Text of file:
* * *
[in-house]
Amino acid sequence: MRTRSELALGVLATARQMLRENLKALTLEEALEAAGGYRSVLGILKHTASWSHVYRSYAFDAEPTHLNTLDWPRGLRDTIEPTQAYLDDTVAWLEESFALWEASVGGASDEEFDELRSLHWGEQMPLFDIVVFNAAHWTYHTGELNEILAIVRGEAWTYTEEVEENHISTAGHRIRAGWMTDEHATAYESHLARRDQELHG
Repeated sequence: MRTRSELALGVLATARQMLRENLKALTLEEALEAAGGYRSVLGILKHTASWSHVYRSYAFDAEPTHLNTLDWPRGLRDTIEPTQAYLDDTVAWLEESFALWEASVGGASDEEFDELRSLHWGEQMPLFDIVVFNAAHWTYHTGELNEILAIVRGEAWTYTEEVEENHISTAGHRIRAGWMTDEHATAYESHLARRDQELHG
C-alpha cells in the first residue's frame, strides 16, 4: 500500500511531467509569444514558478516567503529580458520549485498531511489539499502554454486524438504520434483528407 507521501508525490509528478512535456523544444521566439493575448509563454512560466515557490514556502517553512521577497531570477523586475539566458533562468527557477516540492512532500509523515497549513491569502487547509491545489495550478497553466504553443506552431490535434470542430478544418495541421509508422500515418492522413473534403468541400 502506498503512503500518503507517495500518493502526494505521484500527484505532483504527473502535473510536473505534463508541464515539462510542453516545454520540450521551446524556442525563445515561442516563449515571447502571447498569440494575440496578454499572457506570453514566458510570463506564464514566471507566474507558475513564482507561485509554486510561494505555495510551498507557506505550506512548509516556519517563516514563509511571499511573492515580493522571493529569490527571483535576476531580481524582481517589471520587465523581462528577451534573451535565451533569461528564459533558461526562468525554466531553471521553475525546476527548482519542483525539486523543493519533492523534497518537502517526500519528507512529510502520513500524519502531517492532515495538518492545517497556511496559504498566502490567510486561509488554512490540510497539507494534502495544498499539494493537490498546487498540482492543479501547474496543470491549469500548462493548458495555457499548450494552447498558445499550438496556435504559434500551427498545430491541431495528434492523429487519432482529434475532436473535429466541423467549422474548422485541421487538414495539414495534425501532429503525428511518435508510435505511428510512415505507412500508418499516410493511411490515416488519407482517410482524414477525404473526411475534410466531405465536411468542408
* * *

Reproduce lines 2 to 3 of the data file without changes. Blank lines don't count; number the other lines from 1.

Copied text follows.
Amino acid sequence: MRTRSELALGVLATARQMLRENLKALTLEEALEAAGGYRSVLGILKHTASWSHVYRSYAFDAEPTHLNTLDWPRGLRDTIEPTQAYLDDTVAWLEESFALWEASVGGASDEEFDELRSLHWGEQMPLFDIVVFNAAHWTYHTGELNEILAIVRGEAWTYTEEVEENHISTAGHRIRAGWMTDEHATAYESHLARRDQELHG
Repeated sequence: MRTRSELALGVLATARQMLRENLKALTLEEALEAAGGYRSVLGILKHTASWSHVYRSYAFDAEPTHLNTLDWPRGLRDTIEPTQAYLDDTVAWLEESFALWEASVGGASDEEFDELRSLHWGEQMPLFDIVVFNAAHWTYHTGELNEILAIVRGEAWTYTEEVEENHISTAGHRIRAGWMTDEHATAYESHLARRDQELHG